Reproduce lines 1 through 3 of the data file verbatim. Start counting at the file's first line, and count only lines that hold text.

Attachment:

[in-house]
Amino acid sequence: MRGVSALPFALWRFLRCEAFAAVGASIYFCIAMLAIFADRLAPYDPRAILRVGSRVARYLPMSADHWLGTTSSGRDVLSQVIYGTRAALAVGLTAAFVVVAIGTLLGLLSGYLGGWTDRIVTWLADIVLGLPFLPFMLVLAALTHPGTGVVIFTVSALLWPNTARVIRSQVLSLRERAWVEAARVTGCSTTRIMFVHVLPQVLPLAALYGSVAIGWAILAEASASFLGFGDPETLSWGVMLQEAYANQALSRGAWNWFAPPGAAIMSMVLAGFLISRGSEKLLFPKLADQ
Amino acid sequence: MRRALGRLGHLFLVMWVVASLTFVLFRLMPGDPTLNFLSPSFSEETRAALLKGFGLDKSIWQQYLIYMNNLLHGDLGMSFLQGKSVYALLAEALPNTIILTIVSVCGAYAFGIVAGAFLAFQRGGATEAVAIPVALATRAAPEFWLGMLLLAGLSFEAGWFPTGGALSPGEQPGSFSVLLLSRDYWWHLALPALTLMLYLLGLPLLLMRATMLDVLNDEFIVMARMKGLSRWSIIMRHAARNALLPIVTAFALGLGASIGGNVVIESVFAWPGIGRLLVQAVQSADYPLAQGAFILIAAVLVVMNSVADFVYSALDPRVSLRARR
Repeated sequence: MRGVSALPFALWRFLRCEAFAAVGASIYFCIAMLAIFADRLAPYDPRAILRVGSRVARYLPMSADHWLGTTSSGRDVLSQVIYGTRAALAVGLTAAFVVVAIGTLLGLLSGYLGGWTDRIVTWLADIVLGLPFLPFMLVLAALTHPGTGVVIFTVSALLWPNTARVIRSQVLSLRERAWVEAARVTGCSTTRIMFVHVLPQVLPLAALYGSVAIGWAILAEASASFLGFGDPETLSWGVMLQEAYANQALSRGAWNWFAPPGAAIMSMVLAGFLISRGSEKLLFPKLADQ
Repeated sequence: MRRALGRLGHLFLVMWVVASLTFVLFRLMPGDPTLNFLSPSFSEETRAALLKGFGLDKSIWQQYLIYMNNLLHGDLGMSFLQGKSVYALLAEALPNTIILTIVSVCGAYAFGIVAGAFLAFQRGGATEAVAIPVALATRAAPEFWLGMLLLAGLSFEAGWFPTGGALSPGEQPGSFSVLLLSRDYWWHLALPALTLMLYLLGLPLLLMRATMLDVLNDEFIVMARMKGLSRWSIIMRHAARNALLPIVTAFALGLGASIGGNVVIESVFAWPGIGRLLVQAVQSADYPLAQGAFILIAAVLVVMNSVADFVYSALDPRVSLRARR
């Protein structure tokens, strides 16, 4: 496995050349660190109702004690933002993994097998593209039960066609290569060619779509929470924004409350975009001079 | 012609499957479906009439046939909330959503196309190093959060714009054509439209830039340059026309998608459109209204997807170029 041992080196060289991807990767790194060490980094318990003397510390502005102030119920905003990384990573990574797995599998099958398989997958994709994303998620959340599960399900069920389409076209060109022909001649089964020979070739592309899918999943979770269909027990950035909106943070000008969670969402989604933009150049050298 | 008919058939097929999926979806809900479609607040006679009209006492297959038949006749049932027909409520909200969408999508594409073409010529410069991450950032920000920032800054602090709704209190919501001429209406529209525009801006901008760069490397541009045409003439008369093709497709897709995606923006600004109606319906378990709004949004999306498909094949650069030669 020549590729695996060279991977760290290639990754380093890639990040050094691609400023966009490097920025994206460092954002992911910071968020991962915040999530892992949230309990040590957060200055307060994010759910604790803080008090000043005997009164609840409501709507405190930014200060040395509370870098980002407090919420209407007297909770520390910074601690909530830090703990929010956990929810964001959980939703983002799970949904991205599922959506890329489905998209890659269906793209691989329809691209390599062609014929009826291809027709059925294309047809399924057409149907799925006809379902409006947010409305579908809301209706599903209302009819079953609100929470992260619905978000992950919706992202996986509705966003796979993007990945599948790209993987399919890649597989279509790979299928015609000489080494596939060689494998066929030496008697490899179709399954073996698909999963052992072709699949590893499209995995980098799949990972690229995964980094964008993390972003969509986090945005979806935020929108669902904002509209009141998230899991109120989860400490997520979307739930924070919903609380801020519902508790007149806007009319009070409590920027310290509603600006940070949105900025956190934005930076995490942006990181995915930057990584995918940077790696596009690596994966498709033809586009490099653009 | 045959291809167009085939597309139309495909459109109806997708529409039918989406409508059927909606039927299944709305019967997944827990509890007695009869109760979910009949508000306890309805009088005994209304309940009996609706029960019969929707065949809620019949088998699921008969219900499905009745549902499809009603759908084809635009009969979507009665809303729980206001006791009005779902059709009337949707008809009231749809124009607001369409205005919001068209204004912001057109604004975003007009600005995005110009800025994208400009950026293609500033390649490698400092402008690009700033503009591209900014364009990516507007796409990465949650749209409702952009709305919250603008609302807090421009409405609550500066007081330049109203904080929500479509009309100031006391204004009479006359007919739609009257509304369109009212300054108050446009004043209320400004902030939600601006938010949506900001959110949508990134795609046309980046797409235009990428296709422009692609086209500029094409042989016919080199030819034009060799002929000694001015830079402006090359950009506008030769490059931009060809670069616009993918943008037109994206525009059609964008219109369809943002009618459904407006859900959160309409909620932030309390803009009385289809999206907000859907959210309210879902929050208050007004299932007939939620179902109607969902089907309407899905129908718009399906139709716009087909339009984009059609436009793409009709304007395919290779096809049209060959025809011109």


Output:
[in-house]
Amino acid sequence: MRGVSALPFALWRFLRCEAFAAVGASIYFCIAMLAIFADRLAPYDPRAILRVGSRVARYLPMSADHWLGTTSSGRDVLSQVIYGTRAALAVGLTAAFVVVAIGTLLGLLSGYLGGWTDRIVTWLADIVLGLPFLPFMLVLAALTHPGTGVVIFTVSALLWPNTARVIRSQVLSLRERAWVEAARVTGCSTTRIMFVHVLPQVLPLAALYGSVAIGWAILAEASASFLGFGDPETLSWGVMLQEAYANQALSRGAWNWFAPPGAAIMSMVLAGFLISRGSEKLLFPKLADQ
Amino acid sequence: MRRALGRLGHLFLVMWVVASLTFVLFRLMPGDPTLNFLSPSFSEETRAALLKGFGLDKSIWQQYLIYMNNLLHGDLGMSFLQGKSVYALLAEALPNTIILTIVSVCGAYAFGIVAGAFLAFQRGGATEAVAIPVALATRAAPEFWLGMLLLAGLSFEAGWFPTGGALSPGEQPGSFSVLLLSRDYWWHLALPALTLMLYLLGLPLLLMRATMLDVLNDEFIVMARMKGLSRWSIIMRHAARNALLPIVTAFALGLGASIGGNVVIESVFAWPGIGRLLVQAVQSADYPLAQGAFILIAAVLVVMNSVADFVYSALDPRVSLRARR